Episode 108 - Your Inner Thermostat
The Thursday Thesis - 19/07/2018
Deep, deep down inside of you and I there is a something resembling a thermostat.
It’s just like the thermostat which governs your hot water, central heating or air conditioning. It’s the thermostat which governs us: I call it an “Innerstat”.
Now, a household thermostat is a device which responds to changes in temperature (thermo) and produces a response from an attached system – say, a heater or fan unit – to restore and stabilise (static) the temperature to a pre-determined value.
Thermostats are marvellous domestic gadgets, taking care of the tedious business of maintaining a stable temperature at whatever comfort level we dial-in: that’s what they are for.
But our Innerstats – our internal “thermostats” - are perhaps not such a great idea. They are trying to keep us the same as we are: to resist change and challenge.
This means that we will have our innerstats set for comfortable levels of health, wealth, confidence, performance, intimacy – pretty much every aspect of how we behave. And that’s the problem: every time we act in a way which is outside of the acceptable limits of our Innerstat, our Innerstat will initiate a response to restore us to our default, pre-set value or level of performance.
This is a double-edged sword
So, if we receive a bonus or an unexpected windfall that moves us outside of our acceptable level of wealth or income, the chances are that we’ll immediately figure out ways to be rid of the money. Maybe we’ll splash out on a new car, jewellery, a bigger home – it doesn’t matter, really.
We probably won’t even notice the peculiar compulsion to blow the money: it just seems that the money “burns a hole in your pocket”.
That compulsion is our instinctive response to something which is badly out of whack: it’s a drive to stay the same, to operate within our comfort zone and stay true to our concept of who we are.
Out Innerstats are setting us up to sabotage ourselves, just so we can stay true to our own opinions of ourselves.
How mad is that?
If we don’t manage our Innerstats, they will manage us: and they’ll do it all without us even noticing what’s going on, just below the threshold of our attention.
Whether you are operating above or below your default values for anything, the outcome will be behaviour designed to restore what you think is right and proper for you. If what you have is “too good”, you may begin to sabotage your situation in order to restore normality: if what you have “isn’t good enough”, you’ll probably begin to scramble frantically to restore order and your idea of what is acceptable.
Putting on too much weight and wanting to start dieting or working-out is an obvious example of this phenomenon.
We can manage our Innerstats, but it takes a little time to determine their initial settings and a little more time to make repeated adjustments to those settings.
Money is a good example of how this works. Let’s say that you earn £25,000 per year and begin to look for another job. Research indicates that you’ll tend to apply only for the jobs whose salary is around 10% of your current salary, and that you’ll be deterred from applying for positions whose salary is outside of that range, even if you are a good fit for the job with the big salary increase.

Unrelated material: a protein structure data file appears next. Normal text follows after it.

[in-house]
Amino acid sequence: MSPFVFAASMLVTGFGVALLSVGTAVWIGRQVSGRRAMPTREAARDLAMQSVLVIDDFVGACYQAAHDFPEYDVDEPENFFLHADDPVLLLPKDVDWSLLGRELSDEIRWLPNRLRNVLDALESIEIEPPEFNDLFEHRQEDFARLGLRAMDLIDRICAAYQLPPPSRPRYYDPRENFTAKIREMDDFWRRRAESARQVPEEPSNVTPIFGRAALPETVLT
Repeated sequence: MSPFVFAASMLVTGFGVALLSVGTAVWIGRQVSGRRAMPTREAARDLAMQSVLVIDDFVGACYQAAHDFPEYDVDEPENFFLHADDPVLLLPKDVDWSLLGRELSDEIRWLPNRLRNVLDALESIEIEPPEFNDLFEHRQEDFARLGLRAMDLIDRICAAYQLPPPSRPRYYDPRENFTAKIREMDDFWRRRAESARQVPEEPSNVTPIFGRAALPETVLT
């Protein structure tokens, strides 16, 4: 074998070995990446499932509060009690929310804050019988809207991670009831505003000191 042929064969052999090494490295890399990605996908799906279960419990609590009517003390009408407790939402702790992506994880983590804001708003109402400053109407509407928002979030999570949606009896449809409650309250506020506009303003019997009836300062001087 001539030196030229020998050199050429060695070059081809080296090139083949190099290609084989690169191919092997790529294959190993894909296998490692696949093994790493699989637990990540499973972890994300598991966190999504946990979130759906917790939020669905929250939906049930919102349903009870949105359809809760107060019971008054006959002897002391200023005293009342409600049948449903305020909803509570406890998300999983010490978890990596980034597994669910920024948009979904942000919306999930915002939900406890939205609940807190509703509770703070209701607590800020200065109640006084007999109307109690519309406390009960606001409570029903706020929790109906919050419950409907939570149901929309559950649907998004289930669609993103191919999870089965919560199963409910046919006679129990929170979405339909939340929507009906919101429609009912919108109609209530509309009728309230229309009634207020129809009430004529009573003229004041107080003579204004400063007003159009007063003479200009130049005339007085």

Small changes of around +/- 10% are not significant enough to trigger our Innerstats and initiate sabotage or scrambling behaviours.
If our sub-10% change is positive, that’s very good news, because the new higher value will become our new normal, over time.
It’s just like edging your heating’s thermostat up half a degree at regular intervals.
The easiest way to edge up your Innerstats’ settings is by deliberately thinking of what you want, and making those thoughts your new “normal”, or default, settings.
You see, our brains have a lot of trouble distinguishing between imagination and reality (there’s no such thing as reality, by the way), and this is a loophole that we can exploit in order to manipulate ourselves.
Is it wrong to manipulate ourselves?
Absolutely not – and best of all, it’s ridiculously easy.
Just write down what you want – in detail – on a card that you carry in your wallet or purse, and place it so that it is visible every time you pay for something.
So, if you want to raise your income from £25k to £40k, write “I earn and deseve £40,000 per year, after tax”; for your other desires, write a similar statement of fact, in the present tense. Then, read the statements on your card out aloud at least twice a day.
When I'm teaching guitar or working with coaching clients and mentees, we spend time re-calibrating their Innerstats for playing guitar, business success and positive mindset, because it's obvious that a negatively maladjusted Innerstat will slow progress and sabotage success.
I think you’ll agree that it’s perfectly legit to manipulate ourselves in pursuit of a worthy goal, such as a better life or higher income, deeper relationships, etc. And we would probably also agree that it’s dead wrong to manipulate someone else to conform to your will, in opposition to their own best interests.
So, get busy manipulating and influencing you Innerstats to re-calibrate what you’ll settle for and have in your life.
© Neil Cowmeadow 2018
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The Thursday Thesis is a fun way to share ideas and experiences from life as a Guitar Teacher, Certified NLP Practitioner and Life-Coach, Retailer, Composer, Player, Technician, Accountant, Scientist and Writer... and as the father of a wonderful son.
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